Internationalization in WPF


Everyone has their own opinion on how a WPF application should be internationalized. People have tried referencing resources directly using {x:Static}, using tools to parse the compiled XAML for strings, and everything in between. Each approach has advantages and disadvantages, but it’s hard to figure out what’s best for you.

In my case, I couldn’t find any existing solutions which fitted my needs well, so I did what I normally end up doing and wrote my own. I’m posting it here in case it fits anyone else’s use cases.


Before we get too stuck in, let’s first define some terminology. The output of the translation effort will be a list of strings for each language. Each string consists of a key and a value, for example:

Key Value
MainView_HelloWorld Hello, World

In our view, we’ll ask the system to display the value corresponding to the key MainView_HelloWorld. If the current culture is English, it will display “Hello, World”.

Values can also contain placeholders, into which parameters are substituted, for example:

Key Value
MainView_HelloUser Hello, {0}

In our view, we’ll ask the system to display the value corresponding to the key MainView_HelloUser, using “Bob” as the first parameter. This time it will display “Hello, Bob”.


I needed my system to be able to do the following:

  1. Accept the key to use directly in the view, or through a binding from the ViewModel
  2. Substitute one or more parameters into placeholders through bindings from the ViewModel
  3. Display an appropriate placeholder if the resource can’t be found
  4. Support all translations from a single build of the application (a restart is acceptable to change the current language)

The requirement to bind the key to use from the ViewModel meant that LocBaml-esque tools were out of the window, while the requirement to substitute placeholders through bindings meant that referencing resource strings directly with {x:Static} wasn’t an option either.

My Solution

I ended up writing a little trio of a markup extension, a number of converters, and a static Localizer, which between them provide the functionality I was after. I’ll show how they’re used, before giving the source and a sample project.

At the heart of everything is a static class called Localizer, which is ultimately responsible for turning a key + some parameters into a value to display. It has the following methods:

Localizer.Format("Hello, {0}", "Bob"); // => "Hello, Bob"
Localizer.Translate("MainView_HelloUser", "Bob"); // => "Hello, Bob"

Localizer.Format is just a wrapper around String.Format, specifying the correct culture. You can also extend it handle more advanced placeholders to allow things like different plural forms, which we’ll discuss later. It’s also useful if you want to format a string for display outside of a View (to display in a tray icon balloon message, for example): Localizer.Format(Resources.MainView_HelloUser, "Bob").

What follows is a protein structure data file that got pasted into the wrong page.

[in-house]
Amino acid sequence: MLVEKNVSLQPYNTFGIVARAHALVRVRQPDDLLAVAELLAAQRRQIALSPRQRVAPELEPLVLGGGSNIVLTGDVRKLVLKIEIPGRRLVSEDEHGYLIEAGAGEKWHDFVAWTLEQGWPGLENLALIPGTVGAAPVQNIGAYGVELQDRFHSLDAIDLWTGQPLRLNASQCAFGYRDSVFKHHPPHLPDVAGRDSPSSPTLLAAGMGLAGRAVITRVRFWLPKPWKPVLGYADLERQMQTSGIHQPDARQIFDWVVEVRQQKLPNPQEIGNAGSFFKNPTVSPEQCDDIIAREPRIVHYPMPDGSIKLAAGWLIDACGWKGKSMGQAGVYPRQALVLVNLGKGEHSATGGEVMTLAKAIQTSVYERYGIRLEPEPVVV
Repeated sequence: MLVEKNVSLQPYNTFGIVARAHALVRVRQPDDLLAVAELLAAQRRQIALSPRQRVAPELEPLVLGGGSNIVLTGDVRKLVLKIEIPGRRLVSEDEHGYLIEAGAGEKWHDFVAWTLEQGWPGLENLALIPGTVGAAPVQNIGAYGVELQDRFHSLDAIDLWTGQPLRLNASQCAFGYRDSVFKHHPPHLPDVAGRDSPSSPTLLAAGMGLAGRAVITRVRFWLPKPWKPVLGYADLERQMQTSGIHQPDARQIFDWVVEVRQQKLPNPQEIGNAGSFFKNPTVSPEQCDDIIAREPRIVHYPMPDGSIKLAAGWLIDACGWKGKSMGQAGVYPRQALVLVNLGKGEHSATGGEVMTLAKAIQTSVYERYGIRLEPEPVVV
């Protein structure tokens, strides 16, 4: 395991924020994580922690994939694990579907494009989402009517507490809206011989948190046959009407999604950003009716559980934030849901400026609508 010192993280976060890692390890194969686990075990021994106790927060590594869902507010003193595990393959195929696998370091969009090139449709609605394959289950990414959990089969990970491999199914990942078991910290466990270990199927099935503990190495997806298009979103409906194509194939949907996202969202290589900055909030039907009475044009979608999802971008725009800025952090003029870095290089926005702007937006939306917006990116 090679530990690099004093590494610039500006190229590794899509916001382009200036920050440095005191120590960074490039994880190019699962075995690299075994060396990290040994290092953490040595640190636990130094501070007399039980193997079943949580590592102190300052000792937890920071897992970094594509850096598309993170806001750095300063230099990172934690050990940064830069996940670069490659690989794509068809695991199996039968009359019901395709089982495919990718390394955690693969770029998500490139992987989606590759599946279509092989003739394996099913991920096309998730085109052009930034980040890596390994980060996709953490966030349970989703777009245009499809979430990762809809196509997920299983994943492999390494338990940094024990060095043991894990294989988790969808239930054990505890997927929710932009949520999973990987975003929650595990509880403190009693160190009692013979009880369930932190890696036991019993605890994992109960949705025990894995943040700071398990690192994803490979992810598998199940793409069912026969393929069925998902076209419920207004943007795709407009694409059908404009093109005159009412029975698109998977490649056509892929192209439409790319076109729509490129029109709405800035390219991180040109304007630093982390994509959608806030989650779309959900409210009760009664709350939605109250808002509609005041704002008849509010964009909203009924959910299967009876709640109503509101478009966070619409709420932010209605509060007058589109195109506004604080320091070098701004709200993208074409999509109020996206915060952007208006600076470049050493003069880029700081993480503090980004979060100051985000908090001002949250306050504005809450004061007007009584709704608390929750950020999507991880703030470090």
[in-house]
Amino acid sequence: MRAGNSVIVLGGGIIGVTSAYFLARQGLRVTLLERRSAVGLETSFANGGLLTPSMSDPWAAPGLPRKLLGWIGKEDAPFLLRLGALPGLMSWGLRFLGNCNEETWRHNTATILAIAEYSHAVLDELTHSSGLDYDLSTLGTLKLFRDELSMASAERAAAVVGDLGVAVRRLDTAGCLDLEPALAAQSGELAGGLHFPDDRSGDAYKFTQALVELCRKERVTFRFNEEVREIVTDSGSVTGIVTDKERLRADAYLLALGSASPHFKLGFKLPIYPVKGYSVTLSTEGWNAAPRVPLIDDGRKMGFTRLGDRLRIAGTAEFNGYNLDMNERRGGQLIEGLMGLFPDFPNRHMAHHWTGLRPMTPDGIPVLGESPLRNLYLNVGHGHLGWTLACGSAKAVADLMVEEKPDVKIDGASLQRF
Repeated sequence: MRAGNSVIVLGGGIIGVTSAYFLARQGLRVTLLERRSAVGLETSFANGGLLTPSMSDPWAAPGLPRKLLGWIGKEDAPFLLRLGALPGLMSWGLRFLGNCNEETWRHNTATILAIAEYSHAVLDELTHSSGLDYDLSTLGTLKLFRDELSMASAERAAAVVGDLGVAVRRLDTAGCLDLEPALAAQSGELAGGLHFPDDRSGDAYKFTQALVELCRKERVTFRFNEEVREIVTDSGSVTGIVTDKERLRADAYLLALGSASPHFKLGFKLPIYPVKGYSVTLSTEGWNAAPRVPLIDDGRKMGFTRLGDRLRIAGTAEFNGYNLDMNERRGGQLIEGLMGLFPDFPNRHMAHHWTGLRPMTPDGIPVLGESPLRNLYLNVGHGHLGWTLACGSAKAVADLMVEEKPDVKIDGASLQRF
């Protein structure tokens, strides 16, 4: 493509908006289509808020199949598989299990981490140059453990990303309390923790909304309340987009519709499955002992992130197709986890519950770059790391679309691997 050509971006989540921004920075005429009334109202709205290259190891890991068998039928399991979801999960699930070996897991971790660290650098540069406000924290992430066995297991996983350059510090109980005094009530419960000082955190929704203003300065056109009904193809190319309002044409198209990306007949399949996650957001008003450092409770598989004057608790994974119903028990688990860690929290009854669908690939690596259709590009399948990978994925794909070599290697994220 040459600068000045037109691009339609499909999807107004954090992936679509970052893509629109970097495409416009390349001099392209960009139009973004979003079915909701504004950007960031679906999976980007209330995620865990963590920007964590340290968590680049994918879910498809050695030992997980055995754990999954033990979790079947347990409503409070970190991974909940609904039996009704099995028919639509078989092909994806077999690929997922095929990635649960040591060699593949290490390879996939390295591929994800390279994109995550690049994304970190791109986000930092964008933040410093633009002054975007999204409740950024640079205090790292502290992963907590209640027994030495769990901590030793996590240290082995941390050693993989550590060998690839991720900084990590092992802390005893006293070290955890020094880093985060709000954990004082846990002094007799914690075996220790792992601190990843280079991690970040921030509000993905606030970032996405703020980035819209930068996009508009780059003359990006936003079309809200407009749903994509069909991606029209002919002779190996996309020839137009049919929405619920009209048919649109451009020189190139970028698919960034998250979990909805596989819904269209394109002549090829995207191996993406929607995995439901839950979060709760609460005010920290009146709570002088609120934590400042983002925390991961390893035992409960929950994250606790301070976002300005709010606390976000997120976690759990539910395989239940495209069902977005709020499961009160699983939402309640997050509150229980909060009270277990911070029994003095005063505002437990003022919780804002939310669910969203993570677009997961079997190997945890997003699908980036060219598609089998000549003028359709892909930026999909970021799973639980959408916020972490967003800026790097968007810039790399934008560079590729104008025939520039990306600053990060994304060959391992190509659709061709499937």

Localizer.Translate takes a key, and looks it up in the correct resource file for the current culture. If it finds a value, it runs it through Localizer.Format. If it doesn’t, it creates an appropriate placeholder (e.g. “!MainView_HelloUser:Bob!“) and returns that instead.

The real magic, though, happens inside the markup extension, which I called LocExtension. To simply display, “Hello, World”:

<TextBlock Text="{l:Loc MainView_HelloWorld}"/>

If you’re got a ViewModel with the following property:

public class ViewModel
    public string UserName { get; private set; } = "Bob";

Then you can display “Hello, Bob” using:

<TextBlock Text="{l:Loc MainView_HelloUser, ParamBinding={Binding UserName}}"/>

If you add a converter to the ParamBinding, that will be preserved.

Binding to multiple parameters is also supported. Assuming you have the resource file string:

Key Value
MainView_LoggedInUser Hello, {0}. You are logged in as {1}

And the ViewModel:

public class ViewModel
    public string UserName { get; private set; } = "Bob";
    public string AccessLevel { get; private set; } = "Admin";

Then you can display the text “Hello Bob, you are logged in as Admin” using (the slightly wordy):

        <l:LocExtension Key="MainView_LoggedInUser">
                    <Binding Path="UserName"/>
                    <Binding Path="AccessLevel"/>

Again, any converters on any of the bindings will be preserved.

You can also bind the key from the ViewModel, for example:

public class ViewModel
    public string Key { get; private set; } = "MainView_HelloWorld";
<TextBlock Text="{l:Loc KeyBinding={Binding Key}}"/>

(Converters are again preserved).

Of course you can use KeyBinding with both ParamBinding and ParamBindings, as demonstrated above.

Handling Lists and Plurals

Handling plurals and lists in a locale-sensitive way is hard. I strongly recommend SmartFormat.NET, which allows you to write things like You have {0:plural:1 new message|{} new messages} (where the correct plural form is chosen based on per-locale rules). It can also handle lists of items, and much more.

Simply replace the String.Format with Smart.Format in Localizer.cs below.

The Source

I’ve created a downloadable demo project which shows off this tool’s full capabilities.

I’ve also reproduced it inline below.